Did you inherit an IRA from someone who is NOT your spouse? This is not uncommon. Maybe you inherited from a sibling or a parent or a friend. If this is your situation, you will want to proceed with caution. For nonspouse beneficiaries a wrong move can result in disastrous consequences. So, take your time and do it right.
Step one is to carefully explore your options. What are a nonspouse beneficiary’s options when it comes to the inherited IRA?
Under the tax code, nonspouse beneficiaries can take advantage of the “stretch” IRA. This means you can set up a properly titled inherited IRA and then take required minimum distributions (RMD)s based on your life expectancy. By using this option, you can keep your inherited IRA for years and continue tax-advantaged growth. By taking only the RMD each year you can minimize the tax impact of the IRA distribution.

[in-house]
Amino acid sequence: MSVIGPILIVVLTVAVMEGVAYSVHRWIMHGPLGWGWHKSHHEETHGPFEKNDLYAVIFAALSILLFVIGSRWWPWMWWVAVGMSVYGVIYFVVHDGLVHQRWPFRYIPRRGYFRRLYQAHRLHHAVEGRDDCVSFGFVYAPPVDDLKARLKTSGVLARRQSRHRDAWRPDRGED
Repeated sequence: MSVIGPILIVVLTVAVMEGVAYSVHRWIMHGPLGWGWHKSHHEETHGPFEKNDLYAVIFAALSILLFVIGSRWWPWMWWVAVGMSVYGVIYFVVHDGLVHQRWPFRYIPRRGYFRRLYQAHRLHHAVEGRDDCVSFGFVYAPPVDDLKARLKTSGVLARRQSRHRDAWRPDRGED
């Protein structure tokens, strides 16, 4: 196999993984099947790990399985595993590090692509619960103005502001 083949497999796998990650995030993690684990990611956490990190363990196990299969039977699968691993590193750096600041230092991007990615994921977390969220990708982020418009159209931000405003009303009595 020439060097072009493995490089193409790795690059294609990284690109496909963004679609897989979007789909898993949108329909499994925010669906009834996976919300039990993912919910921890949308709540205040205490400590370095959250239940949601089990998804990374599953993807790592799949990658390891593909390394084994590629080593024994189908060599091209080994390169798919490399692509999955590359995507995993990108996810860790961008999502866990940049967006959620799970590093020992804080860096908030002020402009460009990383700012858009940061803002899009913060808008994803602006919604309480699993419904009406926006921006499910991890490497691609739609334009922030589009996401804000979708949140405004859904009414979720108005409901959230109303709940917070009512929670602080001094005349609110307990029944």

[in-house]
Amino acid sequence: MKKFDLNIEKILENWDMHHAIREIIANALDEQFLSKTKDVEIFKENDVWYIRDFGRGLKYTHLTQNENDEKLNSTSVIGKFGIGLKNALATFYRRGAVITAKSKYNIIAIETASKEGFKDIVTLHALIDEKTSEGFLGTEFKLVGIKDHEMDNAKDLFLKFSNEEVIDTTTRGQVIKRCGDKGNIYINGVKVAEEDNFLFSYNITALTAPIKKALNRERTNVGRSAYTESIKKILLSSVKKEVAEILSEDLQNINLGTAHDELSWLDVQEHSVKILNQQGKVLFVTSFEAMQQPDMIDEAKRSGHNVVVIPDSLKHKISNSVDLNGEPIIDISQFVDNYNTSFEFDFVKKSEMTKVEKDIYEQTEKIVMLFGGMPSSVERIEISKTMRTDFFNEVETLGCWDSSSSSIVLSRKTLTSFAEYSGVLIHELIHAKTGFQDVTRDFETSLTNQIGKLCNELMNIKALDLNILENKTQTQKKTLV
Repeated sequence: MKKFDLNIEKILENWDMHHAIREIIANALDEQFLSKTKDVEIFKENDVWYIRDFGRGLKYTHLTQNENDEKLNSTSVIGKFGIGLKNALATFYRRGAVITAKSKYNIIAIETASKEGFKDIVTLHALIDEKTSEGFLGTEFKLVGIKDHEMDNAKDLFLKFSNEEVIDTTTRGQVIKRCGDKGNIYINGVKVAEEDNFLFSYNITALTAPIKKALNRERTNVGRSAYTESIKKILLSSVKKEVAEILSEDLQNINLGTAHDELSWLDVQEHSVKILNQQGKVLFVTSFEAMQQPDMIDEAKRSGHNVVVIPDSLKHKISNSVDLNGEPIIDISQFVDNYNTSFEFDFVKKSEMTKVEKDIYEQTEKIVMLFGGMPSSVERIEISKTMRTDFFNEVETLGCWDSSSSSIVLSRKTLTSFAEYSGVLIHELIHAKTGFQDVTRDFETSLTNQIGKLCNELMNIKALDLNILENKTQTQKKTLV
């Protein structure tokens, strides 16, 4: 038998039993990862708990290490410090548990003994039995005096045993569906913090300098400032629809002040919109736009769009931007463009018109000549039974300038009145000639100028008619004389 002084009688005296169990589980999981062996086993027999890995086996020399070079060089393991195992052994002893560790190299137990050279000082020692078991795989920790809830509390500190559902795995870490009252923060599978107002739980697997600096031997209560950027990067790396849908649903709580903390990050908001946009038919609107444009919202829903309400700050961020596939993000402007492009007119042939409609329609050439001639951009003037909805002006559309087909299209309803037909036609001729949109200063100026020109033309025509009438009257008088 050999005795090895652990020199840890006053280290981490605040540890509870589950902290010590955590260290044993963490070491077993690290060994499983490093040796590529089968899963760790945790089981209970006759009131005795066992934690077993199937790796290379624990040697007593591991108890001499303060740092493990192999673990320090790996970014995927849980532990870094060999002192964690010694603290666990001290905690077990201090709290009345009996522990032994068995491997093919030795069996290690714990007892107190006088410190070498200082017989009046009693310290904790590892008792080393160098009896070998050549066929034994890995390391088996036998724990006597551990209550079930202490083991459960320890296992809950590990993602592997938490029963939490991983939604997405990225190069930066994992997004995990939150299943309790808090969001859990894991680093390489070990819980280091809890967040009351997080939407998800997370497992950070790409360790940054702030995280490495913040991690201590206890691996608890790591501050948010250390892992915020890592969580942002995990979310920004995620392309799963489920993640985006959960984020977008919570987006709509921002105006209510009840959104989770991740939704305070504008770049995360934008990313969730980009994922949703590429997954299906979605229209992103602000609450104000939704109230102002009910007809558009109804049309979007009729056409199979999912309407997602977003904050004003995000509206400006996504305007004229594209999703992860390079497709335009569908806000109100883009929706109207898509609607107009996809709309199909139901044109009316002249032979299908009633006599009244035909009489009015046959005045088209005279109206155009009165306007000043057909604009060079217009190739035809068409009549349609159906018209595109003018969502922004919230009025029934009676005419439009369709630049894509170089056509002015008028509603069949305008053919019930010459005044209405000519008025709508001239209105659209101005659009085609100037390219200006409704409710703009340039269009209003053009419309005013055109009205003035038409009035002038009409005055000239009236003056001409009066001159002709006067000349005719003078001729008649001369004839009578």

In some cases, the IRA document will limit the options available. You should consult with the custodian of your inherited IRA and review the IRA document to see what possibilities are offered. Most IRA documents will provide all the options available under the law, including the stretch, but not all do.